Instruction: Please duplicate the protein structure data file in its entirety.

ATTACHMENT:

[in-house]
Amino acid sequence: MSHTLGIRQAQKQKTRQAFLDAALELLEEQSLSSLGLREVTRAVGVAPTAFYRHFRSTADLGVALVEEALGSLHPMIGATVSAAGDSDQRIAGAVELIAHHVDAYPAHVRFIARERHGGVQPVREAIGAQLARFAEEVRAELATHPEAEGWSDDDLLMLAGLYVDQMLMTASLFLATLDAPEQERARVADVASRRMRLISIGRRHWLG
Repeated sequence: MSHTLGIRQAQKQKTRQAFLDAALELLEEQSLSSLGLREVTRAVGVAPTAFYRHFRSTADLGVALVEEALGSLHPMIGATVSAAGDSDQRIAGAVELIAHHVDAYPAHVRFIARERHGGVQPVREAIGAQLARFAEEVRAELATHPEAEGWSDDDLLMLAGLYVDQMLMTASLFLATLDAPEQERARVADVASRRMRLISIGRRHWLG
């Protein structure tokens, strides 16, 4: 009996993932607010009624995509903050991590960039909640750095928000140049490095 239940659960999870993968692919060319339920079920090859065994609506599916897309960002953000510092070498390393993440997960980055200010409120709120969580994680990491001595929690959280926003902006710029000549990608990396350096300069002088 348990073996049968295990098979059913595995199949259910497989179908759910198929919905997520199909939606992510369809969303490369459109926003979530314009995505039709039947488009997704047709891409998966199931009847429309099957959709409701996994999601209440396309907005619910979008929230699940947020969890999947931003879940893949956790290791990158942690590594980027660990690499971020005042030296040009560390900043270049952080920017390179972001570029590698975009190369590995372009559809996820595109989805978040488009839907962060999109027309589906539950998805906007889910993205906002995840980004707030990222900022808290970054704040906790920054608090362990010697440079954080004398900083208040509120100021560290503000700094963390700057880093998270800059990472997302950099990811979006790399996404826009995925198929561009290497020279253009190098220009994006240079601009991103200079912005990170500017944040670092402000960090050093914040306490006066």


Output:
[in-house]
Amino acid sequence: MSHTLGIRQAQKQKTRQAFLDAALELLEEQSLSSLGLREVTRAVGVAPTAFYRHFRSTADLGVALVEEALGSLHPMIGATVSAAGDSDQRIAGAVELIAHHVDAYPAHVRFIARERHGGVQPVREAIGAQLARFAEEVRAELATHPEAEGWSDDDLLMLAGLYVDQMLMTASLFLATLDAPEQERARVADVASRRMRLISIGRRHWLG
Repeated sequence: MSHTLGIRQAQKQKTRQAFLDAALELLEEQSLSSLGLREVTRAVGVAPTAFYRHFRSTADLGVALVEEALGSLHPMIGATVSAAGDSDQRIAGAVELIAHHVDAYPAHVRFIARERHGGVQPVREAIGAQLARFAEEVRAELATHPEAEGWSDDDLLMLAGLYVDQMLMTASLFLATLDAPEQERARVADVASRRMRLISIGRRHWLG
């Protein structure tokens, strides 16, 4: 009996993932607010009624995509903050991590960039909640750095928000140049490095 239940659960999870993968692919060319339920079920090859065994609506599916897309960002953000510092070498390393993440997960980055200010409120709120969580994680990491001595929690959280926003902006710029000549990608990396350096300069002088 348990073996049968295990098979059913595995199949259910497989179908759910198929919905997520199909939606992510369809969303490369459109926003979530314009995505039709039947488009997704047709891409998966199931009847429309099957959709409701996994999601209440396309907005619910979008929230699940947020969890999947931003879940893949956790290791990158942690590594980027660990690499971020005042030296040009560390900043270049952080920017390179972001570029590698975009190369590995372009559809996820595109989805978040488009839907962060999109027309589906539950998805906007889910993205906002995840980004707030990222900022808290970054704040906790920054608090362990010697440079954080004398900083208040509120100021560290503000700094963390700057880093998270800059990472997302950099990811979006790399996404826009995925198929561009290497020279253009190098220009994006240079601009991103200079912005990170500017944040670092402000960090050093914040306490006066």